Coworking Space Layouts for 3 Kinds of Shared Offices

Dec 18, 2018

The coworking trend is booming and some markets – like Chicago, New York, and Los Angeles - are seeing growth of over 20% each year. Why is this? Independent contractors and start-up companies are still driving the demand for coworking offices. What’s interesting is that there’s been a shift with enterprise companies utilizing shared office spaces too – everyone wants in on this new kind of office life. As the demand for shared offices increases, so does the need for offering a different kind of coworking experience. Even though traditional coworking space is still the most common, workers are becoming more diverse and require unique shared office environments. Since every office is different, there are various shared office space layouts to choose from. In this blog, we will discuss three common coworking layouts and how they can benefit your company in the long run.

1. What does a traditional coworking office space layout look like?

Traditional coworking office designs have to appeal to a variety of workers, so you’ll find different kinds of space layouts such as single workstations, small groupings of desks like this benching system, and even a few private offices. An independent contractor or freelancer might only require a single workstation. A small start-up can take that a step further with a grouping of workstations with cleverly placed panels for added privacy, as well as rentable conference rooms. For larger companies working on sensitive projects that require more discretion, private offices are sometimes available for additional fees. The most important thing a traditional coworking office can offer is flexible membership rates that can be tweaked as needed – this eliminates the real estate guesswork many small businesses and entrepreneurs struggle with when launching a new business.

2. What does a premium coworking office design involve?

There’s a strong demand for a premium shared office experience and some coworking offices are offering unique extras to stay ahead of the curve. Members of high-end coworking spaces demand an impressive reception area with comfortable seating and interesting art work in the lobby. The higher membership fees typically come standard with a friendly receptionist to greet clients, field phone calls, and collect mail. Ergonomic furniture such as sit to stand desks and high-quality office chairs are available, and members may even be able to select the exact type of desk and chair they wish to use. You’ll likely see a lot more private office options available in these spaces. Expect a kitchen stocked with an assortment snacks and beverages as well as sleek dining furniture to serve as a spot for ad hoc meetings. Ample lounge furniture in common areas gives members a variety of options for places to work, decompress, or take a quick conference call. Premium shared offices may even include a meditation room that can double as a nap zone or yoga studio. A quiet space to relax during the workday can be invaluable for those working long hours. Many shared offices even host complimentary fitness classes in these rooms – talk about a major perk for someone spending long hours at the office. And speaking of extras, don’t be surprised if you find manicure stations and other self-care freebies in some of the more exclusive coworking spots.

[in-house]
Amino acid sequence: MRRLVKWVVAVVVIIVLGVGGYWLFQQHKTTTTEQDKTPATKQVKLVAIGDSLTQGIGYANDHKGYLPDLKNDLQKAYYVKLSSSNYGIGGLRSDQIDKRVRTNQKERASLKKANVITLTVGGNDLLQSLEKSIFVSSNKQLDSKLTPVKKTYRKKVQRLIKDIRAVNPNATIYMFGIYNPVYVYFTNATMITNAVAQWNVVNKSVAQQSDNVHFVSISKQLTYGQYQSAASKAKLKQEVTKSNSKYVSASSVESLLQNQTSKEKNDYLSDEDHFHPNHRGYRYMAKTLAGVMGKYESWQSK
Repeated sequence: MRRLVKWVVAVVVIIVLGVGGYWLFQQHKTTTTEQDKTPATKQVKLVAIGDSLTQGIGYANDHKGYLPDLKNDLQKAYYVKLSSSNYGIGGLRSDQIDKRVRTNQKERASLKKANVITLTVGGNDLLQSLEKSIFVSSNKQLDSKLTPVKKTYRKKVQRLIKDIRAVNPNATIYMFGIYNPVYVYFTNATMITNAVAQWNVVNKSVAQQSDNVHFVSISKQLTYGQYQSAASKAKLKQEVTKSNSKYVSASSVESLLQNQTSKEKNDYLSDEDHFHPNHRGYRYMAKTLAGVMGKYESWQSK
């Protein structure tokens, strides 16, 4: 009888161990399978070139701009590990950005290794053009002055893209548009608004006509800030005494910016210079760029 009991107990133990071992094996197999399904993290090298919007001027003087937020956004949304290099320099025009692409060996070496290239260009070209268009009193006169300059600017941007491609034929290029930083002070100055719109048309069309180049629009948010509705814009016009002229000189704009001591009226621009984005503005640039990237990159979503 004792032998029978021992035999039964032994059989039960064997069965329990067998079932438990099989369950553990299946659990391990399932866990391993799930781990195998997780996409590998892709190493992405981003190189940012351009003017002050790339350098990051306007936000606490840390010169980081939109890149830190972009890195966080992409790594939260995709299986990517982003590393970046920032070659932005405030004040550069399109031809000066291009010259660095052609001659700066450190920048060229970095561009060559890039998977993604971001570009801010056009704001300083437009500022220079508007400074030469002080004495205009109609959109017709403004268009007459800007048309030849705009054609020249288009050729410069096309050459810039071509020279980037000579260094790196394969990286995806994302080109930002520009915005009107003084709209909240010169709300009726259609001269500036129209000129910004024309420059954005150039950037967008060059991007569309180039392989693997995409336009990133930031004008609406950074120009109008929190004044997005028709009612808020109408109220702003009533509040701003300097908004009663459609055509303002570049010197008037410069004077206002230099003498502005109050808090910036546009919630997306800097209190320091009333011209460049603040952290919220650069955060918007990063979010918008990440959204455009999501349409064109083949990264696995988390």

3. How is a minimalistic style coworking office space different?

For the independent contractor working from home, a more minimalistic coworking office can sometimes do the trick. This kind of shared office will still include good basics like coffee, tea, Wi-Fi, and desks, but because these items are usually non-name brand, you can expect membership fees that are fraction of what a traditional space might cost. Another difference with more austere shared offices is that the furniture can be used or refurbished. You’ll be happy to learn that refurbished office furniture is actually better for the environment, so you can feel good about your decision to go with a more minimal workspace. Ample seating is available in these offices, but don’t expect your task chairs to have all the bells and whistles. The paired down shared office solution can be perfect for work-from-homers looking for an office to duck into periodically for a change of scenery.

There’s no denying that coworking office spaces are on the rise. No two are the same, but you’ll find similarities between many if you look hard enough. Deciding what you want out of your workspace will help you narrow down which is solution perfect for you. With a wide variety of coworking offices on the market, there’s definitely something out there for everyone. The only problem is trying to decide which one to join.

For more information on coworking, please see our infographic on coworking, and our blog posts on the basics of coworking and what coworking can do for you. For more information on office furniture for working spaces, industry trends, and to stay in touch, please follow Rework on Twitter and LinkedIn.